Temporal Art

Nothing that I'm going to write in this post is profound or new - but I find it weighing so heavily on me that I wanted to write about it somewhere, and the site that I've finally created to put some of my artwork on seemed appropriate.

Whenever I create any sort of artwork I always get stuck on the thought of 'now what' when it comes to finishing a drawing, photograph, sculpture, whatever.  When I was still living at home with my parents this was not a problem: we had a large basement with a lot of storage room, and we had another basement in a building in town that we could store things in as well.  As a result, 'what am I going to do with this next' was never really a big issue: it was going to be stored: I didn't think much more about it after that.  There were certainly things that I gave away in hopes that the people I gave them to would display them or somehow have them become a part of their lives, but in general there wasn't much to worry about.  That was high school and most of college.

Towards the end of the college I became a bit of an iconoclast.  My last semester of photography I only turned in two prints for the entire semester: and they were simply photographic documentation of my BFA show which was an installation of my dorm room that I built in the art gallery and lived in for two weeks.  It may have been the most interesting and enjoyable two weeks of my entire college career.  Aside from my BFA show piece (called simply 'Life') I did a number of other performance/installation pieces for my Advanced Photography class in place of actual photographs.  I simply believed that I was creating living photographs that didn't need to have the element of silver gelatin to validate them.

I started seminary as a full iconoclast.  I didn't bring much of my artwork to my apartment there, and I really had no interest in doing much artwork anything.  When I was applying for seminary my pastor at the time had asked me why the switch in topic: from studying visual art to studying theology, biblical studies, etc.  I explained that I wasn't really looking for a job in ministry but that I really wanted to just go to learn.  He pushed me a little more though and asked me very specifically about my art - what was to become of it?  Would I continue to pursue it?  The questions at the time surprised me because I had always kind of thought that he was sort of iconoclastic as well, and I thought that he'd be saying what a good thing this was.  But he wasn't.  As I fumbled and bumbled about why I was essentially giving up on artwork he made a comment that I'll never forget: he said, "You might be surprised that God may turn around and use your artwork."  When he said it I literally thought, "You have no idea how wrong you are" - I was completely convinced that he didn't have a clue as to what he was talking about.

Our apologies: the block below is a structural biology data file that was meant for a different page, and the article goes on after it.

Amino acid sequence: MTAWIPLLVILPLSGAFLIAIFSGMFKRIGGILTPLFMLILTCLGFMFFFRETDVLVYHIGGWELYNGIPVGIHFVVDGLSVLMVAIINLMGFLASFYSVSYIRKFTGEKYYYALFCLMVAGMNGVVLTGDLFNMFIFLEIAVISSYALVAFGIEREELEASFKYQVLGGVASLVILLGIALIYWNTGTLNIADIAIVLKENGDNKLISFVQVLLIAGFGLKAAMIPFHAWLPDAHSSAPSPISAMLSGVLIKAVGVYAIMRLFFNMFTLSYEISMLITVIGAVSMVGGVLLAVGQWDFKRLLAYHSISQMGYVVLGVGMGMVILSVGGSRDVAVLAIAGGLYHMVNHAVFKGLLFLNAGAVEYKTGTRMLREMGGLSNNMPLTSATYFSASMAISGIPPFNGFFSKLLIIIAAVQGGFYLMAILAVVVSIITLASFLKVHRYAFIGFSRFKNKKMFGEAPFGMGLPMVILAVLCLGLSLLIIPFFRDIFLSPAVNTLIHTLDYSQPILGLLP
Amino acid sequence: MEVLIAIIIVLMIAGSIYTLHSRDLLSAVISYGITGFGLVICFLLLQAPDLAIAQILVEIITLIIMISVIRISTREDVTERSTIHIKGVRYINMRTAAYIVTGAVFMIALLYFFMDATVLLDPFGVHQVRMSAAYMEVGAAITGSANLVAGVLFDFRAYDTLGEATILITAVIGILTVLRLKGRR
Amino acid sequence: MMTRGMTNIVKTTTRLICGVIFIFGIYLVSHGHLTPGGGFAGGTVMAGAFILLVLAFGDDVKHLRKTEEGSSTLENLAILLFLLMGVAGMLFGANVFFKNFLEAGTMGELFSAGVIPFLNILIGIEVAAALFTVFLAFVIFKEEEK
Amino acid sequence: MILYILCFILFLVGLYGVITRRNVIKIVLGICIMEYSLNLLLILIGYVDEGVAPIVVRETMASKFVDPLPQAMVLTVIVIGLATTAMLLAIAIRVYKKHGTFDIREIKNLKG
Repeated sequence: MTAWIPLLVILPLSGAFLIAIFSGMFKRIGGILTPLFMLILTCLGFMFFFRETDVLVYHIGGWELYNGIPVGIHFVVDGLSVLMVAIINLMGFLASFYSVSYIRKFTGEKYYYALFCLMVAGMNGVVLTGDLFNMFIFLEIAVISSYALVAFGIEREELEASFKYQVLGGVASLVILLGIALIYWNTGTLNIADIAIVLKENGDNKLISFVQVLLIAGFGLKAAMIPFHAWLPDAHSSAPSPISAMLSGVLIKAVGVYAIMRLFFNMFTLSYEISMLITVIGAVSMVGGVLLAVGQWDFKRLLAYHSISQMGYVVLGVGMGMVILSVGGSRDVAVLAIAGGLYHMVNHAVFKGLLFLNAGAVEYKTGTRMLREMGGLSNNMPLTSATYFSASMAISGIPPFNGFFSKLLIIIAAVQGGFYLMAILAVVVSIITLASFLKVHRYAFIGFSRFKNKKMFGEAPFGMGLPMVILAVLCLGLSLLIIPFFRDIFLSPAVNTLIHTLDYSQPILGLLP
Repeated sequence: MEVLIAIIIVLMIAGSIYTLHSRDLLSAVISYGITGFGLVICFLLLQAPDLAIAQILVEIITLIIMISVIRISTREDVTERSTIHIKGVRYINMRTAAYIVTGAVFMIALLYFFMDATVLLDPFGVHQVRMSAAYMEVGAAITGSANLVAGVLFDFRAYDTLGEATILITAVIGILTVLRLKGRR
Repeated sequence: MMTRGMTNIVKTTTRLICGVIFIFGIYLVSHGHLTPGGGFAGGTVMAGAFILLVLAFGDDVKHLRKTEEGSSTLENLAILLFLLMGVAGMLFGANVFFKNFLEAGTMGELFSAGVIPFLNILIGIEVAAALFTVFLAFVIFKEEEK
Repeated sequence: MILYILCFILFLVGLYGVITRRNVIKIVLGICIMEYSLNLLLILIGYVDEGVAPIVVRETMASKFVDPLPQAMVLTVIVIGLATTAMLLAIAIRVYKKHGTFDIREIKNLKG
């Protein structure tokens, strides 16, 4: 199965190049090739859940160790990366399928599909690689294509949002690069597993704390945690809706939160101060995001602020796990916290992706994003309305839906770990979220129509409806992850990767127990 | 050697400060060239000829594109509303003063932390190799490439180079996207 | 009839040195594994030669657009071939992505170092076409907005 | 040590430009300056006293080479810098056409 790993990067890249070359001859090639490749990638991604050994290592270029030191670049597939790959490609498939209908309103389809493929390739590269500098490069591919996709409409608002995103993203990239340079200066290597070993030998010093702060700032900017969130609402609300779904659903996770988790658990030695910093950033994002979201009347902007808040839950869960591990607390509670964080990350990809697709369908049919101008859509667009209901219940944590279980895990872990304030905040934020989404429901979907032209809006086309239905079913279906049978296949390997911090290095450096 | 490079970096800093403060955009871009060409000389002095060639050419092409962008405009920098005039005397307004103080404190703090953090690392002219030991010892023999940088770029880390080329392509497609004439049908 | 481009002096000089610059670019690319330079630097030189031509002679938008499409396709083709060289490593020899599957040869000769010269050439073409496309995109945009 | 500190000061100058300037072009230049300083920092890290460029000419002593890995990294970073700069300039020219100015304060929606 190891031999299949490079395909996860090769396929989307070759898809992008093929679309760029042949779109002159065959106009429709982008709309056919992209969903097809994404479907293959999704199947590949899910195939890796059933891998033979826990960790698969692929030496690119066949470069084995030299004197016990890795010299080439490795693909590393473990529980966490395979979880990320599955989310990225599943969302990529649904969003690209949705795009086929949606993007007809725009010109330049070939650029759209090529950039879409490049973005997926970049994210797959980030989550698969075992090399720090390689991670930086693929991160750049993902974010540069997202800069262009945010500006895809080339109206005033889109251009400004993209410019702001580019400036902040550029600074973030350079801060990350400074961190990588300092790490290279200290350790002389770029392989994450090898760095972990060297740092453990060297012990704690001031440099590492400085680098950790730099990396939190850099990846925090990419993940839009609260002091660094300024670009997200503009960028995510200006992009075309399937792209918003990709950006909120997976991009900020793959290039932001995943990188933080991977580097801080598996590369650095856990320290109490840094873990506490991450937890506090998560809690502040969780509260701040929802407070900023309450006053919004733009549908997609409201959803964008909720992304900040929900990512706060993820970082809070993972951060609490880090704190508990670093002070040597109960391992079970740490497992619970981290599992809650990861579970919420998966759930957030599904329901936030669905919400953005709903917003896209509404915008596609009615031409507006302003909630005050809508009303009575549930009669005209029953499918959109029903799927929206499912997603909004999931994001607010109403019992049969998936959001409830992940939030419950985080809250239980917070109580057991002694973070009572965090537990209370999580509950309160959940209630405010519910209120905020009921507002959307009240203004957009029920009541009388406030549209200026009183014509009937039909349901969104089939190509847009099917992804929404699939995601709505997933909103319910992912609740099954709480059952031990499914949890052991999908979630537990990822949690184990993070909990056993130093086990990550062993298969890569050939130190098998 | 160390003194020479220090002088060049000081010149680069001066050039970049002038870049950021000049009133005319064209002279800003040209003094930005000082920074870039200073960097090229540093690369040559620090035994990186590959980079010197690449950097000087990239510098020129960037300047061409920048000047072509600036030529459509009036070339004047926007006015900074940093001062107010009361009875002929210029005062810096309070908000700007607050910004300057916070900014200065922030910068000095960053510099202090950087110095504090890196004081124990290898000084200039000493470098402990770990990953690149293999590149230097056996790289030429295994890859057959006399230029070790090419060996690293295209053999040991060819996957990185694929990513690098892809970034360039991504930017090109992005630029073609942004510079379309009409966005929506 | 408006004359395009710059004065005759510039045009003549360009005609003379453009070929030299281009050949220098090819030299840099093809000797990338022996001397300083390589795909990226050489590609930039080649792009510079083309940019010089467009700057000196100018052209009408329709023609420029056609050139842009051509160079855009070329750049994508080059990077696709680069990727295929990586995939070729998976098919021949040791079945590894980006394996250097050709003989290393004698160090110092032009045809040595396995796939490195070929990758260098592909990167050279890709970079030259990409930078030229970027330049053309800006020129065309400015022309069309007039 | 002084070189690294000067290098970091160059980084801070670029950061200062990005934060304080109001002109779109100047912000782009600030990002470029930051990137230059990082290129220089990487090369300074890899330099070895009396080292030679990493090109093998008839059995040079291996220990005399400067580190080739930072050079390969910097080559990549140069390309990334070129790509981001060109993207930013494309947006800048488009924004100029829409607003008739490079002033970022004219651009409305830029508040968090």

My pastor turned out to be right.  As soon as I started seminary and told people what my undergraduate degree was in (as people are oft to share first meeting each other in an academic situation) people immediately wanted to know more about my art and see more of it.  Not a month or so in to starting the first full trimester I was asked to show some artwork at a chapel session as part of a session called "Artists Among Us."  I showed an assemblage piece that I had done in college called 'The Tangle of Sin' - a piece of particle board with a slew of metal and paint spewing off of it.  A fellow student (who was pastoring a church in south Minneapolis) came up to me afterwards and asked what I was doing with the sculpture.  I told him that I was collecting dust with it.  He asked me if he could hang it in his church to which I said 'yes,' but thought "Why would you want to hang this stupid thing there?"

I brought it over to his apartment and then spoke to him again the next week.  He asked me if I would come down and be a part of his church - as a youth pastor . The thought of me as a youth pastor was pretty hilarious I thought, but I wanted a challenge.  Challenge wasn't even the right word for it.  Three years later, having done both my practicum internship and my professional internships at the church, having spent some time with the most amazing possible people and gaining some of the most valuable experiences I'll ever gain in life, I can see that without that connection being made through the assemblage piece none of that would have happened - I know it.

As I've started doing more and more artwork again I have starting going full circle again: why am I making art at all?  Honestly a lot of it feels like a total waste of time: eventually it's all going to be gone - destroyed - somehow by something.  None of it is permanent - and I can't bring it with me when I'm gone.  So what's the point of creating temporal art that will eventually be gone?  Am I pursuing another spark to a huge life changing experience like with my church in Minneapolis?  What happens if no one sees the work that I'm doing or if it gets destroyed before I finish it?  Did it still have value if it helped me express something?  Or is it all simply a waste of time that I could have been doing something else - something better or something with an actual tangible value?  It's good for me to remember Pastor's words: "You might be surprised that God may turn around and use your artwork."  Right about now I could use some more surprises.

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